Black racers are a common species of snake that lives in North and Central America. They are also known as “eastern racers,” though they do not only live in eastern North America.
These snakes live throughout the United States, with the exception of large portions of the Midwest. There are several different subspecies of black racer, and not all subspecies are black! Read on to learn about the black racer.
Description of the Black Racer
The appearance of this snake species varies based on the region. All of the subspecies have rather shiny scales, but their color varies from black and gray, to bluish and brown.
The young, juvenile snakes have patterns across their scales, usually in red or brown. Once the young snakes reach 30 in. long they usually lose these patterns and assume a more uniform color. Adults grow up to 5 feet long, and weigh a little over a pound.
Interesting Facts About the Black Racer
Because these snakes are so common, they are relatively well-known creatures. While many people can identify black racers, far fewer know much more about these snakes.
- Coluber constrictor – Despite their species name of “constrictor,” these snakes are not particularly constrictor-like. Other constrictors wrap their muscular bodies around their prey, and squeeze to suffocate them. Black racers do not constrict their prey.
- Nonvenomous – While they do not constrict their prey, they also do not use venom to subdue potential meals. Black racers are not venomous, and while their sharp teeth might hurt, they do not have the dangerous venom of some other species.
- Group Egg Laying – Most racers find a nice secluded space to lay their eggs, like an old log or a pile of rotting leaves. However, some racers lay eggs in large, communal nests. In fact, researchers found a single communal nest on one occasion with over 300 eggs inside!
- Spook Snake – Like many other species of snakes, black racers use a number of different methods while attempting to escape predators. If they cannot swiftly escape into a nearby bush or rock pile, they will coil their bodies and rattle their tails. They do not have rattles, like the venomous rattlesnake does, but if they shake their tail in dry leaves or branches the sound is quite similar and scares away predators.
Habitat of the Black Racer
Black racers live in a variety of different ecosystems within their range. Because they live in so many different areas, they must be flexible to survive. Some of their favorite habitats are grasslands and fields, open woodlands, and the edges of forests.
They also live in swamps, marshes, along the edges of lakes, and more. Because they live in northern portions of the United States, they frequently encounter cold seasons. During these times they retreat to the safety of the dense vegetation and go into a hibernation-like state.
Distribution of the Black Racer
This species of snake has a relatively large range. They live as far north as southern Canada, and as far south as Guatemala. In the United States, they live along both the East Coast and the West Coast, with their only absence in the Midwest. They also spread down from Texas into portions of Mexico and into Guatemala. Different regions commonly have different subspecies of racers.
Diet of the Black Racer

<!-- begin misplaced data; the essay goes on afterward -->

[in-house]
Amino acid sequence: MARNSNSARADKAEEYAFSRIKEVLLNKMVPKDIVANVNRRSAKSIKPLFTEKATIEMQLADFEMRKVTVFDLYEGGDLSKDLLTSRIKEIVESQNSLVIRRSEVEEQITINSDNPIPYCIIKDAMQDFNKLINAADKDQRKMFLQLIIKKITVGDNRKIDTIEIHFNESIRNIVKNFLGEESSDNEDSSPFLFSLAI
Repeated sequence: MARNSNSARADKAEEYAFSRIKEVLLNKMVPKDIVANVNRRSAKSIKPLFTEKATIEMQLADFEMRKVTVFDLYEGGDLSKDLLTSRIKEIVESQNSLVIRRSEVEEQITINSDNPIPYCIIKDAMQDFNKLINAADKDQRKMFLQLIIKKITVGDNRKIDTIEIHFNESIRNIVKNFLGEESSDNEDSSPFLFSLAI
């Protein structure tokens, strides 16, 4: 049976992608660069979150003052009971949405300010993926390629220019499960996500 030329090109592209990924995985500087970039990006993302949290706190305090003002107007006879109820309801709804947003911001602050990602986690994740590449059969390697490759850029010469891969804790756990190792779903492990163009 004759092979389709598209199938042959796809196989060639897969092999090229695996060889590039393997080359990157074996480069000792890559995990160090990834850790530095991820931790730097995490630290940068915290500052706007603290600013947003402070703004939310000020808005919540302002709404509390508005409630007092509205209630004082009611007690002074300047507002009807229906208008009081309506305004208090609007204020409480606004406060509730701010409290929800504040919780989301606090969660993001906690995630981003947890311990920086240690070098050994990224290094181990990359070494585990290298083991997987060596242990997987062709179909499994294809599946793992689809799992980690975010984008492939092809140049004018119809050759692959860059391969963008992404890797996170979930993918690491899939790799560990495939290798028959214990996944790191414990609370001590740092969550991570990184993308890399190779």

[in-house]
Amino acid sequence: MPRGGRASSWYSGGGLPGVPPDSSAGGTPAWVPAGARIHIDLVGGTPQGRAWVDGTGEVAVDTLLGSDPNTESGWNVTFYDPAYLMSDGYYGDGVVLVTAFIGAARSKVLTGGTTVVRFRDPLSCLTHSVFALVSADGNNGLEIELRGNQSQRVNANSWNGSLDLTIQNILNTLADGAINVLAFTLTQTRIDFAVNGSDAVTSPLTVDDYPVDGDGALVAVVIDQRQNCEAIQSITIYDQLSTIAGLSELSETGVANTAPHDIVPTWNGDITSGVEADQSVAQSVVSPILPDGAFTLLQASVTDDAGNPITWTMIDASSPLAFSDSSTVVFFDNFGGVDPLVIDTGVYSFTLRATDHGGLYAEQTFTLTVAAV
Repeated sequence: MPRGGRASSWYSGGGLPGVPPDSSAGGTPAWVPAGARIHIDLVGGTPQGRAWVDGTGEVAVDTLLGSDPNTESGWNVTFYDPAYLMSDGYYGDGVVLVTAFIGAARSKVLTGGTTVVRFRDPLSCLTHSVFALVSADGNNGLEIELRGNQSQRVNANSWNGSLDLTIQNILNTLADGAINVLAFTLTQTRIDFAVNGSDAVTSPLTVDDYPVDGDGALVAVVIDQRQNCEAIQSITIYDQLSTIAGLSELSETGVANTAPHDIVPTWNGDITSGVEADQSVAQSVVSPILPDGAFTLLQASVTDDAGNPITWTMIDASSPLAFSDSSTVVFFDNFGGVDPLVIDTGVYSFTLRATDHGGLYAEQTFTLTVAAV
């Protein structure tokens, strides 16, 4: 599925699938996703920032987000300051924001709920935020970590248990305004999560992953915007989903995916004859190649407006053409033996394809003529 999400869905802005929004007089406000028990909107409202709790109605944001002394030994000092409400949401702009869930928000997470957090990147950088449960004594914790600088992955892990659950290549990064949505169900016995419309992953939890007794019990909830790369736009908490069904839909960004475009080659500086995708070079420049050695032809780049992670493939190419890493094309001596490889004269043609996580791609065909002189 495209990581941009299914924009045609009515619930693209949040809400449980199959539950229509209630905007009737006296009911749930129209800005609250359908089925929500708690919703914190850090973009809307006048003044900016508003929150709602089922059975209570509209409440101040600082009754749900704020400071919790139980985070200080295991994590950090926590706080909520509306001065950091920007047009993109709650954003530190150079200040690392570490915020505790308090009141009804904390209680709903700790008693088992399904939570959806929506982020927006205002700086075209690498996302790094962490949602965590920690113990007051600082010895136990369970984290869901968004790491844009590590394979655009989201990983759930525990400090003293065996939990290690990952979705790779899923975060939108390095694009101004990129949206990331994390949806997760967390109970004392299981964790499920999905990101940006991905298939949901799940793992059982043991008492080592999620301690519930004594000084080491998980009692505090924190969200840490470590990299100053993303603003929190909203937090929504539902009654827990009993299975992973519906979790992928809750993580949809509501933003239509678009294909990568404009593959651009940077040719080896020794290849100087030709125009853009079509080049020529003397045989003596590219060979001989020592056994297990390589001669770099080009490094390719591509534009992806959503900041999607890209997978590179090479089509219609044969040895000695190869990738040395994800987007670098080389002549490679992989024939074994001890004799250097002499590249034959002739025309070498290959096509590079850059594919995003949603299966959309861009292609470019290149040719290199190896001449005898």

Like most snakes, black racers are carnivorous, which means they eat meat. Their diet depends on their age and location. Younger snakes frequently prey on lizards, small snakes, frogs, insects, and small rodents.
Adults eat all of the above, and also feed on small birds, eggs, squirrels, rats, mice, small rabbits, and more. Instead of squeezing their food like a constrictor, these snakes simply hold their prey down so that they can swallow it whole.
Black Racer and Human Interaction
Because racers live in urban and agricultural areas, they run across the path of humans pretty frequently. However, black racers are not dangerous to humans in the slightest. In fact, they pose no threat to humans in any way, and usually attempt to flee if confronted. Additionally, these snakes hunt pesky animals like mice and rats, making them beneficial to people.
Humans have not domesticated racer snakes in any way.
Does the Black Racer Make a Good Pet
Unlike some other species of snakes, racers do not make good pets. They are not particularly docile animals, and rarely become accustomed to handling. These snakes are accustomed to traveling long distances, so they do not thrive in small habitats.
Black Racer Care
In a zoological setting, zookeepers handle racers infrequently to reduce stress. They keep them in relatively large habitats for their size, because they are active snakes. Feeding them is relatively simple, because they eat small rodents in the wild. Like any other reptile, racers also need a light source and a heat source to thrive.
Behavior of the Black Racer
These snakes usually cruise along at approximately 4 mph, and search for potential prey. They commonly hide in burrows, rotten logs, rock crevices, and other hidden areas. These snakes use their eyesight and sense of smell to search for prey and watch for predators.
When threatened, these snakes flee quickly to cover. If cornered, they coil up, rattle their tails, and strike. Also, they writhe around if grabbed.
Reproduction of the Black Racer
Black racers breed in spring and lay their eggs in summer. A typical batch of eggs, called a “clutch,” can contain anywhere from 3 to 32 eggs. The sun incubates the eggs, and they usually hatch within a month or two.
Young snakes are up to 2 feet long at hatching, and do not receive any maternal care. they reach sexual maturity anywhere between 1 and 3 years of age.